& and Keith L. Bullitt, all of Louisville, for which it was assumed Darlington was the appellant. Wm. W. Crawford, of Louisville, agent and authorized to act for defendant in for appellee.
the transaction. Whether or not the court
was authorized in this assumption and in CLARKE, J. The appellee, Glenmore Dis- overruling defendant's motion for a directtilleries Company, was plaintiff below, and ed verdict depends solely upon whether there recovered a judgment of $2,000 against the was any evidence of Darlington's agency, as defendant, now appellant, as damages for there was no denial of it, and we are of the breach of a contract to sell and deliver 7,000 opinion that the testimony of Jones that he empty barrels at $1.05 each.
made the sale to plaintiff for defendant The single ground urged for a reversal is through Darlington, as above set out, was that plaintiff failed to prove that a Mr. Dar- some evidence of his agency for defendant, lington, with whom its agent, a Mr. Jones, which, in the absence of a denial, was suffimade the contract, was the agent or author-cient warrant for the court's action in overized to make a contract on behalf of the de- ruling the motion for a peremptory and in fendant; and, while it must be admitted submitting the case upon the whole issue of there is no direct proof of that very essential whether or not a sale was effected in the fact, we think it sufficiently appears from the conversation between Jones and Darlington, evidence to warrant the submission of the the evident theory upon which both plaintiff case to the jury, and to obviate the necessity and defendant interrogated the witnesses. of a reversal of the judgment against the de- Wherefore the judgment is affirmed. fendant. Thomas S. Jones, for the plaintiff, testified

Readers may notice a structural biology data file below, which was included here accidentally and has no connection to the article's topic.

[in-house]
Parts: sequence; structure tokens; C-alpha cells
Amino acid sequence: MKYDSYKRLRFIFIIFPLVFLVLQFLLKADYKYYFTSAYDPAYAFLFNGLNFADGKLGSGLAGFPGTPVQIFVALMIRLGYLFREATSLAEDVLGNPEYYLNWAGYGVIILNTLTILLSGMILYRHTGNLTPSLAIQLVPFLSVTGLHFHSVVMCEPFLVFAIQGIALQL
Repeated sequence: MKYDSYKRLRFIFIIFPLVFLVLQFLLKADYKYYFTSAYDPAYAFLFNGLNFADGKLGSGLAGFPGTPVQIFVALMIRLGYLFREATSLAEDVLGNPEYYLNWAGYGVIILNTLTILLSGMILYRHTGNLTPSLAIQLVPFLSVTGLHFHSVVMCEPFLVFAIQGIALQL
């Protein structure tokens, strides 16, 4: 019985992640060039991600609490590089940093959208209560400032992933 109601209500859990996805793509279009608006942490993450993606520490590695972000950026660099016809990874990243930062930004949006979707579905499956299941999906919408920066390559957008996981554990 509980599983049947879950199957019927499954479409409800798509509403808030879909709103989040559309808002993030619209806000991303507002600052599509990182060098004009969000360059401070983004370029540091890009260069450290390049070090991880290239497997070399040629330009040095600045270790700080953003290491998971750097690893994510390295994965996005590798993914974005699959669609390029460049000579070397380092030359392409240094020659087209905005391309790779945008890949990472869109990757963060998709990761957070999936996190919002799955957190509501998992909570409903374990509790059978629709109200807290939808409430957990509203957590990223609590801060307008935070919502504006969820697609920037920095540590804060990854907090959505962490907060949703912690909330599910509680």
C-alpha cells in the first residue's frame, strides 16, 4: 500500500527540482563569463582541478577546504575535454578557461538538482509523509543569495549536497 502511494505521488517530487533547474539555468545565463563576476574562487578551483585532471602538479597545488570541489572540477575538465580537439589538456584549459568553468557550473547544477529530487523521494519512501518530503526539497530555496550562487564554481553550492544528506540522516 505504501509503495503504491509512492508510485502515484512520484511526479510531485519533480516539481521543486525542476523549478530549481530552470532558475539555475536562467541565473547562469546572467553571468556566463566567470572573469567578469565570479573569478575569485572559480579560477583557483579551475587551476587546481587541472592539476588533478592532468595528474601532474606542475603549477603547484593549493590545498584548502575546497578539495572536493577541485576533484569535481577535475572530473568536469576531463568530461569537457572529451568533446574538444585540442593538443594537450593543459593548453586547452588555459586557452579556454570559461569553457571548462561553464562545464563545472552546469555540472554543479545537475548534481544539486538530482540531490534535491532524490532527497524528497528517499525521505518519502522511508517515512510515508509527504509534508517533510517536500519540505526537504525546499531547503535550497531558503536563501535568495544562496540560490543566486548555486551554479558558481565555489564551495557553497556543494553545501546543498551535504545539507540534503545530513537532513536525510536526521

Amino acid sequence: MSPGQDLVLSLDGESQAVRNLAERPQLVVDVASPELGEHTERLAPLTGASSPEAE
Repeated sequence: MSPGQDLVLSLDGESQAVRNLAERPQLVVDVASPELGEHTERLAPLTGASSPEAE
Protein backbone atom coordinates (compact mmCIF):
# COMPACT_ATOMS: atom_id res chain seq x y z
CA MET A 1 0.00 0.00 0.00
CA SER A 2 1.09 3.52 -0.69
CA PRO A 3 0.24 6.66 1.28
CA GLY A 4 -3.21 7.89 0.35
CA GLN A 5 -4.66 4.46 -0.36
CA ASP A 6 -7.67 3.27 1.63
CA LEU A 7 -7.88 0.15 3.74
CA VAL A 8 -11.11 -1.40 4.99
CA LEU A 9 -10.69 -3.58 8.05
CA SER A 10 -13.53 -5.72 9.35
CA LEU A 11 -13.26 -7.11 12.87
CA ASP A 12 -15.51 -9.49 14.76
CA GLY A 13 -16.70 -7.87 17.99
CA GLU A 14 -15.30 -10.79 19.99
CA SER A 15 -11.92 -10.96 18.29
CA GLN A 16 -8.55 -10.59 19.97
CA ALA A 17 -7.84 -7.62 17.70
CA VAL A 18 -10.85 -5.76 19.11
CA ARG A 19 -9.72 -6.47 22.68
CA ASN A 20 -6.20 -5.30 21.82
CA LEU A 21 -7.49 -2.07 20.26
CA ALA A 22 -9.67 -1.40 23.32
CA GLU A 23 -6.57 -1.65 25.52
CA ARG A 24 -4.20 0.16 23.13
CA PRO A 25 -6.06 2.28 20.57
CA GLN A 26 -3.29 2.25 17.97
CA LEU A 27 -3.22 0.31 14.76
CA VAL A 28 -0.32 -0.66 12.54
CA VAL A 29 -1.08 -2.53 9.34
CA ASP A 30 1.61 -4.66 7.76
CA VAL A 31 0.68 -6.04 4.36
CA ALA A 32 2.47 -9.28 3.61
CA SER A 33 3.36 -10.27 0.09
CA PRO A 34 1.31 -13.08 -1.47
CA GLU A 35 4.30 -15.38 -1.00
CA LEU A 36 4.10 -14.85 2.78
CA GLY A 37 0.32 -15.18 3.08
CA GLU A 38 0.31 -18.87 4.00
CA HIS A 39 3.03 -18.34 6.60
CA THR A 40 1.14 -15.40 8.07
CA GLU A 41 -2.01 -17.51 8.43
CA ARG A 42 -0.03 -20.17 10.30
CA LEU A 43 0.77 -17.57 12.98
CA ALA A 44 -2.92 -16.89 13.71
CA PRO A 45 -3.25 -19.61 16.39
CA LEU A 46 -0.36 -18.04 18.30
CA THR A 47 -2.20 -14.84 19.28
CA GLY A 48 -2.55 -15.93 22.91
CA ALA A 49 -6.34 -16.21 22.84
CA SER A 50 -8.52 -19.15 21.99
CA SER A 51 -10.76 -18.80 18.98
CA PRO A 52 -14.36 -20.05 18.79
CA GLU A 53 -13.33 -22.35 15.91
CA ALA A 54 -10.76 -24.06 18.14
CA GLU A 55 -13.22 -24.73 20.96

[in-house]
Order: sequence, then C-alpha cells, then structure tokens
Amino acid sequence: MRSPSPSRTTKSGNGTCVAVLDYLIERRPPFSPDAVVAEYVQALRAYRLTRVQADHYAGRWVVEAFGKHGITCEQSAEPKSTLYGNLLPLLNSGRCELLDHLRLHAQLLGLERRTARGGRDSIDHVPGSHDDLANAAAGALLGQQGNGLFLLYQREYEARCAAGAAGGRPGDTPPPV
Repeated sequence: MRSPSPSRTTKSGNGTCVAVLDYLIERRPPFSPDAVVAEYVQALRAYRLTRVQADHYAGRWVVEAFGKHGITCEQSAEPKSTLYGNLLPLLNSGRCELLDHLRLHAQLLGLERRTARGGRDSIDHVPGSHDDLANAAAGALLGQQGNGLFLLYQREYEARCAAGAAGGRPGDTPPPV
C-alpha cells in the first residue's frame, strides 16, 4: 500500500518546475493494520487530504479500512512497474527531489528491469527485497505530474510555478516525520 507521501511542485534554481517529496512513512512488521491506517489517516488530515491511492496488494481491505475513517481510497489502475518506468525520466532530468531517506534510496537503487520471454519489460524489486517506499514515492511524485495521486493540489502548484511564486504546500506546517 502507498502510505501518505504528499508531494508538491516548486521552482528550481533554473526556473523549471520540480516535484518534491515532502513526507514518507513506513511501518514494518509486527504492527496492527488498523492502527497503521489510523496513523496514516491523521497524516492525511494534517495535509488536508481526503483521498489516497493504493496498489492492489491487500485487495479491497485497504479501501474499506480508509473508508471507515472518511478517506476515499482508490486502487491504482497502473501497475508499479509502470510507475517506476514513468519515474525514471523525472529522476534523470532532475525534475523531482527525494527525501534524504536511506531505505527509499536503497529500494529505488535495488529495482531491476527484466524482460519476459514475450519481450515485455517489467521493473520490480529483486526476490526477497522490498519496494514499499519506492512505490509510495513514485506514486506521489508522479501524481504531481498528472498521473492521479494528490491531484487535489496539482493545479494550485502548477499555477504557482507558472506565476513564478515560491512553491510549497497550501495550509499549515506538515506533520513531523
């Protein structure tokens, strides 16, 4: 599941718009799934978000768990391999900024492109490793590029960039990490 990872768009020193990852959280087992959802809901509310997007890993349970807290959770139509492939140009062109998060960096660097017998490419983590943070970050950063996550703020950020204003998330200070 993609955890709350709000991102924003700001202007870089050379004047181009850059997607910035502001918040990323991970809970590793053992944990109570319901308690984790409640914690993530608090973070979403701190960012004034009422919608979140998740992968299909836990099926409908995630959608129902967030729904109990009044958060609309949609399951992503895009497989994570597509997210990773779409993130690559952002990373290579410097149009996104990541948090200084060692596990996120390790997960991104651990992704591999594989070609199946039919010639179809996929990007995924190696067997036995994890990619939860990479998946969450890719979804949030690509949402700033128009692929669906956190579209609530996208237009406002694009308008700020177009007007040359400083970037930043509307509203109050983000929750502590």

(180 Ky, 704) that he was engaged in the whisky broker
COFFINBARGER v. COFFINBARGER. age business; that he bought and sold emp- (Court of Appeals of Kentucky. May 24, 1918.) ty barrels on commission; that on or before (Court of Appeals of Kentucky. May 24, 1918.) January 21st, he sold barrels for the defend- DIVORCE Com314-LIMITED DIVORCE-ToRTS OF